The fact that UC must have some set of policies that control how communications channels are used resolves one of the definitional debates in the UC space; the difference between UC and "unified messaging". This debate has even found its way into Wikipedia, which asserts that "unified messaging" is a kind of retrieval management. In the real world, UC policies must include all of the possible handling options for messages, including real-time delivery, store for pickup, store-and-alert, etc. In fact, it's the flexibility of these policies that create the value of UC and that also create the challenges in meeting all three of the requirements listed above in a given UC implementation.

You can see from all of this that the number one UC challenge today is the tools that link a "presence" with multiple communications channels so as to permit effective presence management and message/call delivery control across all the communications channels a user might employ. In fact, the difficulty in creating truly unified presence connections for all types of communication is so large that it is the major value proposition the larger vendors use for an "all-on-us" approach. If a single provider offers every form of communications, the integration is clearly going to be a lot easier. Verizon's iobi is an example of a hosted common-presence UC system of this single-provider type, and hosting of presence for UC is in the business plans of many industry giants, including Apple (MobileMe) and (so rumors say) Cisco. Right now, network-hosted presence systems have the advantage in that they have better access to communications channels, but that could change.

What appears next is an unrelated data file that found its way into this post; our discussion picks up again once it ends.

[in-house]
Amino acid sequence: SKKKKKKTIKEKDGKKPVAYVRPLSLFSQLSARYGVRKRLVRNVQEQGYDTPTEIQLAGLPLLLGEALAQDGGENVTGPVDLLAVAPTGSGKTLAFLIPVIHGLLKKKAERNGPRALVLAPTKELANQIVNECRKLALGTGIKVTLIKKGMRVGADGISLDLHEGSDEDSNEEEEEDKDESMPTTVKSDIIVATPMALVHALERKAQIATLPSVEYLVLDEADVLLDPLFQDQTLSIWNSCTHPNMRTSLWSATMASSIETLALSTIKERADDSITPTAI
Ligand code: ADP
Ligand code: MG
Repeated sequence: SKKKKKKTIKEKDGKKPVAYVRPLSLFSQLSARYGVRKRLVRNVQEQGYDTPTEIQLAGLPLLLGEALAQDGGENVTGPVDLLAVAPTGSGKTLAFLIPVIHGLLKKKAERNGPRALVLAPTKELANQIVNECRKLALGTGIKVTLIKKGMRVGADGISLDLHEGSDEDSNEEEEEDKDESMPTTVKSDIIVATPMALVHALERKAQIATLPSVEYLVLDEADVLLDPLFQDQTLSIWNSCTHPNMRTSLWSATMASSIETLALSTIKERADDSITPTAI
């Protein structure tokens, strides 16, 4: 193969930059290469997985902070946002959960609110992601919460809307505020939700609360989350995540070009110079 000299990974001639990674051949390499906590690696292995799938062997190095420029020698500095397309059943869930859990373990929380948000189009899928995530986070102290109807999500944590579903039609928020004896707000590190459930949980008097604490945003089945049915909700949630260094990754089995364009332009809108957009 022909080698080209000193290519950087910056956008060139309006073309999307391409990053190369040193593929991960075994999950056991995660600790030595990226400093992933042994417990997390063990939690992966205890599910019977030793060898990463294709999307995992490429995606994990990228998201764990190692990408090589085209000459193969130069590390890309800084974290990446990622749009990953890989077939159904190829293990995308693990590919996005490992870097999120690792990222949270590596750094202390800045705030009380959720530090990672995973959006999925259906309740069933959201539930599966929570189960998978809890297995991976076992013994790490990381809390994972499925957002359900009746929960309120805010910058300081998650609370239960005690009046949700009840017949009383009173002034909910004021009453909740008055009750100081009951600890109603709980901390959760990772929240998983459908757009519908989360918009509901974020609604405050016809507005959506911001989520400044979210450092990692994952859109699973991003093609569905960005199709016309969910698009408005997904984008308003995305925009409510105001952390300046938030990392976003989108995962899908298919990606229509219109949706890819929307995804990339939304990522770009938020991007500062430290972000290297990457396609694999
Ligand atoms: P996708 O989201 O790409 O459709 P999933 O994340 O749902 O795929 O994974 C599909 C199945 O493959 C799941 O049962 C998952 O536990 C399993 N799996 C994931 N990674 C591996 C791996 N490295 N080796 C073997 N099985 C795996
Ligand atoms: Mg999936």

One mechanism that might facilitate the process of connecting multiple communications channels to a presence hosted on the customer premises is the new trend toward open APIs for service provider networks. There are a number of operators who expose APIs that let you query presence and even make calls under program control. This would let a UC system work with network services more effectively, and would thus make it more likely that all the important communications channels, at least, were included under the UC umbrella.

Mobile telephony has long been a difficult thing to integrate with UC, and that may be the area where APIs are developing the most rapidly. The GSM Association (GSMA) has launched a program called "Third Party Access" that is building APIs and has even created a developer program around it. The process is in its infancy at the moment, but even the concept is encouraging for those who need mobile phones tightly linked with UC.

The availability of APIs to synchronize wireless, wireline, and even SMS communications with premises-hosted common presence would be a boon for UC vendors like Microsoft but also a boon for the UC market overall. Most enterprise customers prefer their UC be premises-hosted, and so service provider API programs could be the factor that finally makes it possible to fully realize UC goals even with on-site presence hosting and management. That would certainly boost UC adoption in the enterprise.